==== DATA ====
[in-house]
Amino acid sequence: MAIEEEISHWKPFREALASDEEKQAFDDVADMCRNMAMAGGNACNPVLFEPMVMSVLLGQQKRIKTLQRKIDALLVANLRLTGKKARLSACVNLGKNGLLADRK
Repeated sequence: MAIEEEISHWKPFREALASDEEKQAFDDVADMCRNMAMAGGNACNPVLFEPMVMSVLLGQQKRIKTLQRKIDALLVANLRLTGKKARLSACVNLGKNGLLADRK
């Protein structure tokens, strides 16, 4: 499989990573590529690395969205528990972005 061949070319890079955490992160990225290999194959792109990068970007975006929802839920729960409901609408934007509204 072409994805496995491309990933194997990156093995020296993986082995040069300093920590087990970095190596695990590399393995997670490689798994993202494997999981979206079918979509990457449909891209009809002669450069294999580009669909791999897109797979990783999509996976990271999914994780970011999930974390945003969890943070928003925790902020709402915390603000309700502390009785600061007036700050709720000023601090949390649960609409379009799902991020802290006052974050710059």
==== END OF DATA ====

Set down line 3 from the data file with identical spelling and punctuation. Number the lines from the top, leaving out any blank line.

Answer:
Repeated sequence: MAIEEEISHWKPFREALASDEEKQAFDDVADMCRNMAMAGGNACNPVLFEPMVMSVLLGQQKRIKTLQRKIDALLVANLRLTGKKARLSACVNLGKNGLLADRK